Southwold benches hold a few secrets
ARE you sitting comfortably? If so, and you happen to be sitting on one of Southwold's hundreds of benches that are conveniently placed around the town, take a look at the inscription carved in the wood.
ARE you sitting comfortably?
If so, and you happen to be sitting on one of Southwold's hundreds of benches that are conveniently placed around the town, take a look at the inscription carved in the wood.
For there's every chance that there's a human story lurking beneath that bench.
On Monday, all will be revealed, when Southwold resident Janet Gershlick launches her little book which tells the stories of some of the people – and animals – remembered by those places of welcome relief to tired and aching feet.
Once you start to look, Southwold probably has more benches per capita that anywhere else in Suffolk.
They line the walks and pathways along the coastline, they litter the greens. There is always somewhere to sit and enjoy the bracing breeze, eat ice creams, or enjoy the distant horizon.
- 1 Norwood set to stay... despite seven clubs showing interest
- 2 'He's made massive strides here' - Town recall striker Simpson from Swindon
- 3 The most beautiful places to live in Suffolk - according to estate agents
- 4 'He's a s**t house' - Stanley chairman slams Town skipper Morsy
- 5 Stu says: Five observations following Town's 2-1 win v Accrington
- 6 World War Two-themed holiday accommodation plans at former airfield
- 7 9 forgotten pubs that were at the heart of their Suffolk towns
- 8 "I love him... I think he’s absolutely brilliant' - Chaplin on Town boss McKenna
- 9 'Ludicrous' - Stanley boss on 'big turning point' in Town loss
- 10 Emergency services attend Felixstowe bungalow fire
Just about all of them have been placed as a memorial to someone special who loved Southwold.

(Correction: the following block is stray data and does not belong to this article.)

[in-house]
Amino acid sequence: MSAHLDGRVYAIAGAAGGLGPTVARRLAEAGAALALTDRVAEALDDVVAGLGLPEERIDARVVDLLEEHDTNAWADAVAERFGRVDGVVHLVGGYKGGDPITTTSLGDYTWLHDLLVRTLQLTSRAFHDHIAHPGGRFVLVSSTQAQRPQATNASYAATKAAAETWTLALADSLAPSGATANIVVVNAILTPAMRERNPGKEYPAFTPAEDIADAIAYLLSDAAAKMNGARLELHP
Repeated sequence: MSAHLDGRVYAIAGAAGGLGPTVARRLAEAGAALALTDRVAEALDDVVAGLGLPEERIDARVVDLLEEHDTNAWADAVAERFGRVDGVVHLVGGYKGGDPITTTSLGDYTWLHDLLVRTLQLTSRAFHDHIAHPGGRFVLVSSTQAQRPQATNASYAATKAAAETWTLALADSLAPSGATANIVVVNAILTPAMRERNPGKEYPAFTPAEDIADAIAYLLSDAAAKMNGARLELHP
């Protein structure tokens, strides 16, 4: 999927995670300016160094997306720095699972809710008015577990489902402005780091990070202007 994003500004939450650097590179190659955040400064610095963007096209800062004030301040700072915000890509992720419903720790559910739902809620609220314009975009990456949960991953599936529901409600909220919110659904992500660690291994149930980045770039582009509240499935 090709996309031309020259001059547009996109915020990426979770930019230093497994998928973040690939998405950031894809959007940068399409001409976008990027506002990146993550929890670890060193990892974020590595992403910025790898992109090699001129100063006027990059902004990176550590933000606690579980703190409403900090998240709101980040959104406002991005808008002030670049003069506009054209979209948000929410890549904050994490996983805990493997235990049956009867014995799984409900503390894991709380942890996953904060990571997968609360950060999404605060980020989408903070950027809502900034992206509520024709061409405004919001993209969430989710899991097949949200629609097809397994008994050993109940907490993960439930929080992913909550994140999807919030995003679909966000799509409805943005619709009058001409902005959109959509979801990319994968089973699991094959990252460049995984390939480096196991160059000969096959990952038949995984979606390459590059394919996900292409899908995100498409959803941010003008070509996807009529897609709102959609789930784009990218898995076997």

So there is one dedicated to Monty Python star and travelling man Michael Palin's mother Mary. Another to Ben the Labrador paid for by his many friends at the pub his owner, John Illston, publican now of the Lord Nelson, ran at the time.
But Janet Gershlick's favourite is the heart-wrenching memorial at the top of Gun Hill to Howard Rose, a radio man who broadcast from the North Sea which the bench overlooks, and whose story is one of tragedy and romance.
"It's been so uplifting doing the research," said Ms Gershlick.
"I love the history of ordinary people's lives. Some of them are very moving. I spoke to many relatives and friends of the people remembered, and they loved the idea of the book, bringing back the memories of their loved ones."
She is now working on a companion version to Southwold Benches – Southwold Beach Huts, which she will publish on July 1, and which examines the origins of the names of the 250 brightly painted huts that line the coast.
And, of course, there are all those people who bought plaques to fund the new pier, who will also be remembered in another book.
Southwold Benches, priced £4.99 and illustrated both with old photographs and new paintings by local artist Serena Hall, will be launched at the Orwell Bookshop in the High Street on Monday May 26.
Author Janet Gershlick will sign copies on Tuesday May 27 from 11.30-12.30pm.